There is a lot of resetting of the hard drive and return to the origins in the latest novel by Enrique Vila-Matas, which hits bookstores on the 31st. ‘Montevideo’ is called and for those who are looking for descriptions of the Uruguayan capital, let’s say that they are only to find the one in a real hotel room where Julio Cortázar placed his story on a condemned door. The conversation begins driven by concern for the state of the writer, who has just overcome a major health problem. Little would they say. He has just had a kidney transplant and the donor is his wife, Paula. The sempiternal Paula de Parma of his dedications. The author is dark, thin and eager to tackle the tiresome promotion of his novel that Seix Barral has published. Everything’s fine.
The light tone of this novel written in a period that has not had anything fun is surprising.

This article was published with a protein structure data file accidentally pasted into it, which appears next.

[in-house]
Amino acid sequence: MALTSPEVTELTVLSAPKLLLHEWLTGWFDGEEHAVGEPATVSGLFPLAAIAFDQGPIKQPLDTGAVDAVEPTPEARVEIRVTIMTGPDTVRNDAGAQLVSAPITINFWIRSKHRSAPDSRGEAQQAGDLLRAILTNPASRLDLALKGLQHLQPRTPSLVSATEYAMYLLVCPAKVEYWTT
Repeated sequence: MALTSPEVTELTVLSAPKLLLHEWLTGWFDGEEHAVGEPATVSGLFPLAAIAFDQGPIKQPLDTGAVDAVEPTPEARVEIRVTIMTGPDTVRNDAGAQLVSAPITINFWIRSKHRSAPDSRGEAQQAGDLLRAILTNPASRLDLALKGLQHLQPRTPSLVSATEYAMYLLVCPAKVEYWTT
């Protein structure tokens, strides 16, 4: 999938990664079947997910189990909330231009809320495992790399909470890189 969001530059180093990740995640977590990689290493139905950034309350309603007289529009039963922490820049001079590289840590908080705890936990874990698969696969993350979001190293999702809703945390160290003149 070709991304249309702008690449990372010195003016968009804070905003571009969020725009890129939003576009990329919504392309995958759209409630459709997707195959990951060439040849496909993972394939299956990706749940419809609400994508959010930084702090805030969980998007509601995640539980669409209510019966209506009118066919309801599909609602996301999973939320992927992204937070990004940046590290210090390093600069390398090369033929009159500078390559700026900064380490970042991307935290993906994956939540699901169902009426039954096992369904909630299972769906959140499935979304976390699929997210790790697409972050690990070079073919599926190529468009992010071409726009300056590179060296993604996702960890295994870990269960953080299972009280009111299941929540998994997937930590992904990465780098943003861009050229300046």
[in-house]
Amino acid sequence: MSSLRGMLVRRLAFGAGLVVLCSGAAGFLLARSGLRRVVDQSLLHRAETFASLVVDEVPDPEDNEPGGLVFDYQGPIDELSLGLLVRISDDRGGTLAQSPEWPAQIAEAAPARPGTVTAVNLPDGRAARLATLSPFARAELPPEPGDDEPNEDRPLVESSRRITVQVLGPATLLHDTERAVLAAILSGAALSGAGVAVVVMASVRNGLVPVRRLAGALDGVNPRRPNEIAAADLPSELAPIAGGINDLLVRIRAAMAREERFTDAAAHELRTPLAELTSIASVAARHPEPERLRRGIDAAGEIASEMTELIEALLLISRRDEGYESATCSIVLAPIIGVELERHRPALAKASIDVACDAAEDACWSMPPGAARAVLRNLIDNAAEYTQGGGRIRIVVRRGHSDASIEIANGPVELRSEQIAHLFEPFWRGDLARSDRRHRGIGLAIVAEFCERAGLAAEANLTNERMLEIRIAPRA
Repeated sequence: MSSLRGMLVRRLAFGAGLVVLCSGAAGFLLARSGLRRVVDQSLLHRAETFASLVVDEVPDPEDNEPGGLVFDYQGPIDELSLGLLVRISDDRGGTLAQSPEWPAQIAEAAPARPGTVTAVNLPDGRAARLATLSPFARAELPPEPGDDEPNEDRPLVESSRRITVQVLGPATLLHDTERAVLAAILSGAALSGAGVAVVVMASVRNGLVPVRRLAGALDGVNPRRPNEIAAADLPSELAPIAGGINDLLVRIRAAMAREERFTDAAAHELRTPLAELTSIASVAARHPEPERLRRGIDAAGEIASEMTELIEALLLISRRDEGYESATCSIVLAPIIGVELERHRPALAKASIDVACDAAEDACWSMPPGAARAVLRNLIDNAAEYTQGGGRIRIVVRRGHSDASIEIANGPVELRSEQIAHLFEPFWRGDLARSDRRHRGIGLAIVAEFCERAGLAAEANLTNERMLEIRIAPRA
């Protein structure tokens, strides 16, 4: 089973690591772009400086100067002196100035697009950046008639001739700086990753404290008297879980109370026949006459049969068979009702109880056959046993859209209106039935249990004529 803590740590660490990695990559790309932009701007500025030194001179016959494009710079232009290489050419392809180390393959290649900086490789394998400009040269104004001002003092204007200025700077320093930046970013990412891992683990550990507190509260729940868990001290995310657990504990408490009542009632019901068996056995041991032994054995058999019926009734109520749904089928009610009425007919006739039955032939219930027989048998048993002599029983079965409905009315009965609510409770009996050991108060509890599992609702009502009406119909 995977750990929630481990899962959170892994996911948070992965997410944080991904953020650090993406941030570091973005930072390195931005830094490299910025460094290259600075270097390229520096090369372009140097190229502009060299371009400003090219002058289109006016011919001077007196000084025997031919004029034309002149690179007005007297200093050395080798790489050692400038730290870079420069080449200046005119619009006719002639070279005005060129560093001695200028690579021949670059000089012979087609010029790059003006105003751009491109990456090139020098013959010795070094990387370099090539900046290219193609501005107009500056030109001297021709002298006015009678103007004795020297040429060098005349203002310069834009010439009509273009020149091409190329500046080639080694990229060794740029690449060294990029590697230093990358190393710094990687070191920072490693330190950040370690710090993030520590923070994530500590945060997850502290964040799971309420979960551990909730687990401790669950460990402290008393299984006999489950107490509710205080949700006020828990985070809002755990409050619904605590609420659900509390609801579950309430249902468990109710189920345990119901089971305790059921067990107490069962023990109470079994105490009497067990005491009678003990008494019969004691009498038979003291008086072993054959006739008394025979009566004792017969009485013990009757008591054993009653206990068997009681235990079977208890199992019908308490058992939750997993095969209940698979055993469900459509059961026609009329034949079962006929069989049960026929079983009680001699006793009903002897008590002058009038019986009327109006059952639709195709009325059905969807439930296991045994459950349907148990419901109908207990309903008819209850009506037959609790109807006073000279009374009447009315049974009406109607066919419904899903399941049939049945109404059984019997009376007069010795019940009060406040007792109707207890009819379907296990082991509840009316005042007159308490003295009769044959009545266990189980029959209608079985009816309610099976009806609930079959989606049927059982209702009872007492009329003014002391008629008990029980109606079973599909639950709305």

I would say that since ‘Kassel does not invite logic’ I had not concocted such a free book. My latest novels were a bit cramped, especially the last one. Here I have not wanted to set rules. I’ve told myself that I’m going to be what I am again.
I didn’t want journalists to ask me again if what I write is autobiographical. But it’s useless, they’ll do it again
Could it be said that ‘Montevideo’ is like a rewriting of ‘París never ends’, one of your most successful books?
That book was, to put it in some way, autofiction, a word that has been devalued and has been little understood, because it is known that everything that is written about reality modifies this reality. Here I wanted to mark the differences with this narrator who travels to Paris to be like Hemingway and shortly after becomes a criminal. I didn’t want journalists to ask me again if what I write is autobiographical. But it is useless, they will do it again.
Why does the term autofiction bother you now?